Just before the vote, Senator Chris Dodd spoke of the late Senator Edward Kennedy, saying it would pay Kennedy the highest compliment of all if they were able to fulfill “that quest of achieving the goal that all Americans aspire for, and that is a national health care plan that serves every one of our citizens.”

“Every one of our citizens?”


Hmmm … Call me unnuanced, but that smells an awful lot like government-run health care, doesn’t it?

And of course, Harry Reid himself said, ”Today we vote whether to even discuss one of the greatest issues of our generation – indeed, one of the greatest issues this body has ever faced – whether this nation will finally guarantee its people the right to live free from the fear of illness and death, which can be prevented by decent health care for all.”

He’d be almost adorable if he wasn’t so frightfully irritaing.

The Senate Majority Leader obviously believes that the federal government can legislate immortality. Death can be prevented? And all it takes is a merely “decent” health care bill? That’s quite incredible. What if it were a “fantastic” health care bill? Or a “sensational” health care bill? Would they also have the power to bring back the dead and make them well again?

Or maybe Reid meant to say that the fear of illness and death can be prevented.


So, if the Senate passes this bill, and it is eventually signed into law, no one will be afraid anymore? No one will fear death? That which has plagued humanity since its inception – the fear of death – will be erradicated by passing a “decent” health care bill?


Why didn’t we elect a Messiah sooner?

And by the way … nice job, Senator Landrieu. $300 million is a nice chunk of change.

You go girl.

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Posted by Andrew Roman on November 22, 2009

What the …

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Posted by Andrew Roman on November 21, 2009

So, the FBI knew.

But the Army didn’t?

Perhaps my thinking is a bit unrefined, and I’m willing to concede that I am no authority on the finer points of national security, but I don’t find it particularly unreasonable to ask why the hell the Federal Bureau of Investigation didn’t bother notifying the United States Army that Ft. Hood mass-murderer Major Nidal Malik Hasan was in contact with radical imam Anwar al-Aulaqi through a series of e-mails prior to the murderous terrorist attack there. In fact, I find it absolutely remarkable that correspondence between a US Army Major and a radical Muslim cleric – as many as nineteen e-mails – wasn’t deemed at all noteworthy enough by the FBI to bring to the Army’s attention.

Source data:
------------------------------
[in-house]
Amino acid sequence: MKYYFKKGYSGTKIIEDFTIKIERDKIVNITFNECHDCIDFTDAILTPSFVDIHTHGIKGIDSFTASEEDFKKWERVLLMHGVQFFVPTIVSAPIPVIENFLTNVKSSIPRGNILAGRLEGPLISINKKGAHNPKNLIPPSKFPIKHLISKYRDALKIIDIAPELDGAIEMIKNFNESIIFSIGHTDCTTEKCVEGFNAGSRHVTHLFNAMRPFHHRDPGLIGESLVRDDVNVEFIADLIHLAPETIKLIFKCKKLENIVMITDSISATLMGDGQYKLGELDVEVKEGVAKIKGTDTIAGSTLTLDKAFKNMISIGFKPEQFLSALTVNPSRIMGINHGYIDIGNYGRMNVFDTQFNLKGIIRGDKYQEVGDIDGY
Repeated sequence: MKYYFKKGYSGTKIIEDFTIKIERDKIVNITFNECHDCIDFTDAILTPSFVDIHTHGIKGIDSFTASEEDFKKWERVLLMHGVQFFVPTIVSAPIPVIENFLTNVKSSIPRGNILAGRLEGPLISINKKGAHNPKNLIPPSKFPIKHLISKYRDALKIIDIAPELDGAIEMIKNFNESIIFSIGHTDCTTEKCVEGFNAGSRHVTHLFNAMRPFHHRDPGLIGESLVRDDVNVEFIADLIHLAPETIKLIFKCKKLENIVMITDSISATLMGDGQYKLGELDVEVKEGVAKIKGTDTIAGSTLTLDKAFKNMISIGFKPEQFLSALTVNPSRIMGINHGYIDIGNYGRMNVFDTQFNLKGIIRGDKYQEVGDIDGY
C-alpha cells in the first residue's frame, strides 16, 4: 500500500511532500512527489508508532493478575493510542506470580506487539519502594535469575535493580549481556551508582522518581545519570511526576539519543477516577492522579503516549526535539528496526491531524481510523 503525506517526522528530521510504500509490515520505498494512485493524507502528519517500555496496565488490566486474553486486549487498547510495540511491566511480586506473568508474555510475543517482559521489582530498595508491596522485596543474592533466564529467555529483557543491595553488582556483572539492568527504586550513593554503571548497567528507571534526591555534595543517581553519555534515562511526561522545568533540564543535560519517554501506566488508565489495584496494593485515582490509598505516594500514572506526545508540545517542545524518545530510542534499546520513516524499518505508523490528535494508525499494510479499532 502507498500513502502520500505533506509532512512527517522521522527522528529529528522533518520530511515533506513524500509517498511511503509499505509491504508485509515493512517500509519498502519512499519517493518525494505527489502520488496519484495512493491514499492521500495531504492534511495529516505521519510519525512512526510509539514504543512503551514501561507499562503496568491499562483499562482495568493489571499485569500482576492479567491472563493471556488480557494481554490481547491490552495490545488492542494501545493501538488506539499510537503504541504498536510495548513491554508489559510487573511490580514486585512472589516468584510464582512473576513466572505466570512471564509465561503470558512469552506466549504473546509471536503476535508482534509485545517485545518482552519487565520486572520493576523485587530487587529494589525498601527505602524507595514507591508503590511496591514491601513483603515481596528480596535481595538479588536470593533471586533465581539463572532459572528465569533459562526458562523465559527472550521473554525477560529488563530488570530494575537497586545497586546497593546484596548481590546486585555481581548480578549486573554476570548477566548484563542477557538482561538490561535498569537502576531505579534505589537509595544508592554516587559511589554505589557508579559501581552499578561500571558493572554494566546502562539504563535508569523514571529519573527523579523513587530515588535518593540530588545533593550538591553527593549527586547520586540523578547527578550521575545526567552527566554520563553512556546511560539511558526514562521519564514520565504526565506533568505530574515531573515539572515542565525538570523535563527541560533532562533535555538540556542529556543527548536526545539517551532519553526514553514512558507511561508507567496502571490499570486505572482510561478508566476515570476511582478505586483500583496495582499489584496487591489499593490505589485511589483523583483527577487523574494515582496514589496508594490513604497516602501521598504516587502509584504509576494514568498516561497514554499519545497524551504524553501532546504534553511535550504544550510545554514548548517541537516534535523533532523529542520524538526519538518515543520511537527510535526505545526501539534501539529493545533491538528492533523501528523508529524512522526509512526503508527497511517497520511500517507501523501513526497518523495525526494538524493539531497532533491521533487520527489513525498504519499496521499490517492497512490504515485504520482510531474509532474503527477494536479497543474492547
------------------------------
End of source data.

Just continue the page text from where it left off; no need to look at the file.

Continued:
Call me crazy, but it seems like it might have been something worth mentioning.

What the hell is going on?

Carrie Johnson, Spencer S. Hsu and Ellen Nakashima of the Washington Post write:

In the months before the deadly shootings at Fort Hood, Army Maj. Nidal M. Hasan intensified his communications with a radical Yemeni American cleric and began to discuss surreptitious financial transfers and other steps that could translate his thoughts into action, according to two sources briefed on a collection of secret e-mails between the two.

The e-mails were obtained by an FBI-led task force in San Diego between late last year and June but were not forwarded to the military, according to government and congressional sources. Some were sent to the FBI’s Washington field office, triggering an assessment into whether they raised national security concerns, but those intercepted later were not, the sources said.

“He [Hasan] clearly became more radicalized toward the end, and was having discussions related to the transfer of money and finances . . .,” said the source, who spoke at length in part because he was concerned the public accounting of the events has been incomplete. “It became very clear toward the end of those e-mails he was interested in taking action.”

The kicker in all of this – with the mainstream media still reluctant to use the “t” word to describe the Ft. Hood attack – is that even Democrat Senator Carl Levin of Michigan, Chairman of the Senate Armed Services Committee, is now having to face reality.

Levin told reporters after a briefing from Pentagon staff members that “there are some who are reluctant to call it terrorism, but there is significant evidence that it is.”

No kidding?


Have migraines been ruled out yet?

I’m curious … under what circumstances would communication between an American serviceman and a known radical imam (and supporter of Al-Aqeada) not be anything the military should be made aware of?

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Posted by Andrew Roman on November 21, 2009